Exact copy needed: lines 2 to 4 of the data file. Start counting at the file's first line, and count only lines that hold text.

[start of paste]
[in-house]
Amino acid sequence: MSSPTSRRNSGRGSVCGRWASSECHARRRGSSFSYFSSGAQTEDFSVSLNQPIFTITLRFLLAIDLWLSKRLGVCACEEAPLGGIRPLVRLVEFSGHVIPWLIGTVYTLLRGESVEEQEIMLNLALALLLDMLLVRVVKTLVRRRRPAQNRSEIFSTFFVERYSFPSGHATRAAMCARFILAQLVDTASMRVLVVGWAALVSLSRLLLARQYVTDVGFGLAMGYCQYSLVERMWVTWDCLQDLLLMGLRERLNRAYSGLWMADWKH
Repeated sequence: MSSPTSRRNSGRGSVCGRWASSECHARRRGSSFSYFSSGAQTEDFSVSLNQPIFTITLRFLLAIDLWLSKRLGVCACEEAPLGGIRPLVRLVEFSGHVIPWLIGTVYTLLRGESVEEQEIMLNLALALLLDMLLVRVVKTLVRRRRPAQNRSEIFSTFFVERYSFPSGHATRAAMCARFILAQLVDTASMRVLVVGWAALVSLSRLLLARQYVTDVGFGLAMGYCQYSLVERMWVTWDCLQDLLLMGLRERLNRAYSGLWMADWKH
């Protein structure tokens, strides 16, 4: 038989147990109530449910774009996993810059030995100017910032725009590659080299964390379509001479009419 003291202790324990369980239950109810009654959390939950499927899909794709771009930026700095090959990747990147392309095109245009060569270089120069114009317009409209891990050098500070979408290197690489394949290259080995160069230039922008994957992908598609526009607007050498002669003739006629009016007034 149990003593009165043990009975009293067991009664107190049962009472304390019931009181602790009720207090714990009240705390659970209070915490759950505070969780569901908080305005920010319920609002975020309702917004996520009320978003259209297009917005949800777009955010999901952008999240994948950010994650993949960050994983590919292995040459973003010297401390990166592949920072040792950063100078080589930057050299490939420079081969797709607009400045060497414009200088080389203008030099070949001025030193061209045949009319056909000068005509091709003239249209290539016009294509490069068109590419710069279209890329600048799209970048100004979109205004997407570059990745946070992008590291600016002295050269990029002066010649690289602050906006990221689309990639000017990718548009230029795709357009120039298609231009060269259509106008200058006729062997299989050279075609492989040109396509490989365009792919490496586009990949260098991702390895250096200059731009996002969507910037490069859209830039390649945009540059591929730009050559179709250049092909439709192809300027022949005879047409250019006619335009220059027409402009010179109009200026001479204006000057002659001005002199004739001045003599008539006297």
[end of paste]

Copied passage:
Amino acid sequence: MSSPTSRRNSGRGSVCGRWASSECHARRRGSSFSYFSSGAQTEDFSVSLNQPIFTITLRFLLAIDLWLSKRLGVCACEEAPLGGIRPLVRLVEFSGHVIPWLIGTVYTLLRGESVEEQEIMLNLALALLLDMLLVRVVKTLVRRRRPAQNRSEIFSTFFVERYSFPSGHATRAAMCARFILAQLVDTASMRVLVVGWAALVSLSRLLLARQYVTDVGFGLAMGYCQYSLVERMWVTWDCLQDLLLMGLRERLNRAYSGLWMADWKH
Repeated sequence: MSSPTSRRNSGRGSVCGRWASSECHARRRGSSFSYFSSGAQTEDFSVSLNQPIFTITLRFLLAIDLWLSKRLGVCACEEAPLGGIRPLVRLVEFSGHVIPWLIGTVYTLLRGESVEEQEIMLNLALALLLDMLLVRVVKTLVRRRRPAQNRSEIFSTFFVERYSFPSGHATRAAMCARFILAQLVDTASMRVLVVGWAALVSLSRLLLARQYVTDVGFGLAMGYCQYSLVERMWVTWDCLQDLLLMGLRERLNRAYSGLWMADWKH
């Protein structure tokens, strides 16, 4: 038989147990109530449910774009996993810059030995100017910032725009590659080299964390379509001479009419 003291202790324990369980239950109810009654959390939950499927899909794709771009930026700095090959990747990147392309095109245009060569270089120069114009317009409209891990050098500070979408290197690489394949290259080995160069230039922008994957992908598609526009607007050498002669003739006629009016007034 149990003593009165043990009975009293067991009664107190049962009472304390019931009181602790009720207090714990009240705390659970209070915490759950505070969780569901908080305005920010319920609002975020309702917004996520009320978003259209297009917005949800777009955010999901952008999240994948950010994650993949960050994983590919292995040459973003010297401390990166592949920072040792950063100078080589930057050299490939420079081969797709607009400045060497414009200088080389203008030099070949001025030193061209045949009319056909000068005509091709003239249209290539016009294509490069068109590419710069279209890329600048799209970048100004979109205004997407570059990745946070992008590291600016002295050269990029002066010649690289602050906006990221689309990639000017990718548009230029795709357009120039298609231009060269259509106008200058006729062997299989050279075609492989040109396509490989365009792919490496586009990949260098991702390895250096200059731009996002969507910037490069859209830039390649945009540059591929730009050559179709250049092909439709192809300027022949005879047409250019006619335009220059027409402009010179109009200026001479204006000057002659001005002199004739001045003599008539006297």